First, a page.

Sunday, 14th September
Chesham – Chenies – Amersham – Dunsmore – Chartridge – Chesham. 25.41 miles
It was much the same as yesterday, insofar as the route I took today was the almost the reverse of yesterdays. Instead of pounding the same roads in both directions, as I had yesterday on the road from Amersham to Chorleywood, I kept initially to the valley road and missed Chorleywood entirely, making a circuit and having a planned route instead of ambling along like a lycra-clad daddy-long-legs.
The road along the valley was similar to riding on the face of an acne-riddled teenager, except without the grease. If it had rained, perhaps it would be identical but, as it was, the lumps and bumps were enough to contend with. With the legs that still appeared rejuvenated after the horrendous “bonking” episode on Thursday, even the awful road surface did little to slow me down, and I kept a steady pace that hovered just over the 20mph mark, until the road turned upwards through Chenies. The road then becomes a steep little bugger, but I attacked it with all the venom of Contador having a crack at Rasmussen at Plateau de Baille. Except without the speed, or the disgraced Dane chasing me down, which is just as well as he’d have spanked my arse, metaphorically speaking. Still, I reckon I was flying.
The roads through to Amersham and beyond were pleasant enough, even if the road users weren’t. If I was to be given a whole British pound for the number of buffoons that don’t know the width of their cars, nor know how much room to give a bloke in lycra on a bike, I could probably have given up working in the space of the following five miles. Even a motorcyclist, who I’d expect to know better, managed to breeze past with only enough room between us to pass a route map through. I was a little miffed, but not half as miffed as I was about to become.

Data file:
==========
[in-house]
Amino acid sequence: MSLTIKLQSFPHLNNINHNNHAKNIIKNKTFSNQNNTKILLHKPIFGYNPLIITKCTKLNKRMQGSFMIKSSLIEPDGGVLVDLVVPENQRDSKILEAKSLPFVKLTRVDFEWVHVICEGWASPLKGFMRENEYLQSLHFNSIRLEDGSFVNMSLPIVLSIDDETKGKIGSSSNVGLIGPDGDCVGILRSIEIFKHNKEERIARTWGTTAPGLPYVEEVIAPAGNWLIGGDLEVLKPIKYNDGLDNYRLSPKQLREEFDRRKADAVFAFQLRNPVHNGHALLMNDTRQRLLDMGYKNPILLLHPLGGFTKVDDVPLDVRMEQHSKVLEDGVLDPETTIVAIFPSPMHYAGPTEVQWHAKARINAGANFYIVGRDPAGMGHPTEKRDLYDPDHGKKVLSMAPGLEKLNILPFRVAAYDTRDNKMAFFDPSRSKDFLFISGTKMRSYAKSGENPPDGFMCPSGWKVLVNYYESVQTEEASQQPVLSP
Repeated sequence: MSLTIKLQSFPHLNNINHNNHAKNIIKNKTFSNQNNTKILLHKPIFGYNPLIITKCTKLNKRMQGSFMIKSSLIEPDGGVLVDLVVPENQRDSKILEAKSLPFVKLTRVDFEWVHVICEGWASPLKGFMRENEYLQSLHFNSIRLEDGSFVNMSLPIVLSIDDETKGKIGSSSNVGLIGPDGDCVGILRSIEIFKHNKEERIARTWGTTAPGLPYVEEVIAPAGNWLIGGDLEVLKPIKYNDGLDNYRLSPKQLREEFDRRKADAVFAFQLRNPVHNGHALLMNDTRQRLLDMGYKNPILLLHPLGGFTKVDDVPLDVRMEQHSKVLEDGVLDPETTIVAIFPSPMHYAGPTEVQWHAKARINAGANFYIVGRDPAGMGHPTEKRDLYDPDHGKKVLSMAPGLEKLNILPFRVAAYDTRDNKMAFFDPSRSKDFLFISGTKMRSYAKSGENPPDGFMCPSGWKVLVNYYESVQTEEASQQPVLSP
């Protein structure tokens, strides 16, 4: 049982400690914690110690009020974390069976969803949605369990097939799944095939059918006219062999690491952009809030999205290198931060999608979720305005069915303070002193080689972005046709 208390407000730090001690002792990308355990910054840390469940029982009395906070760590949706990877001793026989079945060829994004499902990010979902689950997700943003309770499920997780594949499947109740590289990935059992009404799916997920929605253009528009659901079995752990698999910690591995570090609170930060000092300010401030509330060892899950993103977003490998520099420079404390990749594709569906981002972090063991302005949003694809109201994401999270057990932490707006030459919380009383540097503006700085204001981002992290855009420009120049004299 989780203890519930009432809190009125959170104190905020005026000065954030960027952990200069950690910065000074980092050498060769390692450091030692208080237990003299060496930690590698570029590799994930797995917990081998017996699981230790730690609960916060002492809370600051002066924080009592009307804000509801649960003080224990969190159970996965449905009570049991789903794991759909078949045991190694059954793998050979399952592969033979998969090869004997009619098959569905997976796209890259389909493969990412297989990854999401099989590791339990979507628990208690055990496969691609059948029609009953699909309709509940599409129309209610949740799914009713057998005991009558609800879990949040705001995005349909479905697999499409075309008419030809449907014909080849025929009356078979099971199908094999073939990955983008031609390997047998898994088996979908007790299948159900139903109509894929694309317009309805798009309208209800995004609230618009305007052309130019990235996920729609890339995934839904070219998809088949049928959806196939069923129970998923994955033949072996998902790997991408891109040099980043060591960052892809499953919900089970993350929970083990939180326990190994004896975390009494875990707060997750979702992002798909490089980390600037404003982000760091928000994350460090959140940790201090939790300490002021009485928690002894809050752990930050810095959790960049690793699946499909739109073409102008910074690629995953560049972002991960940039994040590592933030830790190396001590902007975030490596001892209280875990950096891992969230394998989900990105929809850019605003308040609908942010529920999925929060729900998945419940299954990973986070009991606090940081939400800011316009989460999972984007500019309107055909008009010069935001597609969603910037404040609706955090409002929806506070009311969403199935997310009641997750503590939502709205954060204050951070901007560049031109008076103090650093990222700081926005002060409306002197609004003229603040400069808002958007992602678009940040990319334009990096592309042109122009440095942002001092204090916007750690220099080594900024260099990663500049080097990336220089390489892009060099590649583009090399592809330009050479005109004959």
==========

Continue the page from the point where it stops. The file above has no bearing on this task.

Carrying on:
On the rise out of Amersham old town, on the dual-carriageway section of the A413, a youth in the passenger seat of a poxy Vauxhall Astra made some suggestion that I may “fiddle with my willy”. In fact, this is a little too clever for the sort of fool who doesn’t wear a seat belt. In truth, the word, “wanker” was hurled at me by the passing passenger, whom I have never before seen and, hopefully, never will again. If I did, I might be tempted to say clever things, then he’d get all confused and upset and run off to his mum, bless him.
I don’t really know why the events on the A413 had bothered me so much. I mean, here was a fully grown man, dressed in argyle-patterned lycra, riding a bicycle. To many of the age group into which I now have to, albeit begrudgingly, concede that I fall, it would probably appear that the aforementioned youth may have a point. However, bother me it did. I’m not sure if the verbal attack was intended to get me, once and for all, off the public highway and, perhaps, into the pub where he would be waiting expectantly for a pint, in recognition of his good work. If this is the case, he’ll be sorely disappointed. Not only did his words fail to make me dismount my shiny hand-built Italian steed, it made me pedal with a renewed strength. I was hopeful that I could stay close enough to him to see his face as the police pulled him and his vile cohort , for not wearing the provided safety belts. Sadly, there’s never a police man about when you want one, is there?
From the A413 at Dunsmore, the road goes steeply upwards, at a gradient of around twelve per cent. It’s hardly the Alpe d’Huez, but that’s just as well. Covering a little over a mile, it was steep enough for me today, although I attacked it with the aggression normally reserved for a youth in an Astra. I was pleased to make it to the top, as I only had one more gear left, and I was quite adamant that I wasn’t going to use it. Feeling quite chuffed with myself, I went home.
I’ve just thought of this: Perhaps the masturbating youth was just showing his lack of appreciation at my riding over his face on the valley road earlier in the day? I’d like to think so. Anyway, here’s the map:
Todays bike: Pinarello Paris with full 9-speed Ultegra and Mavic Open Pros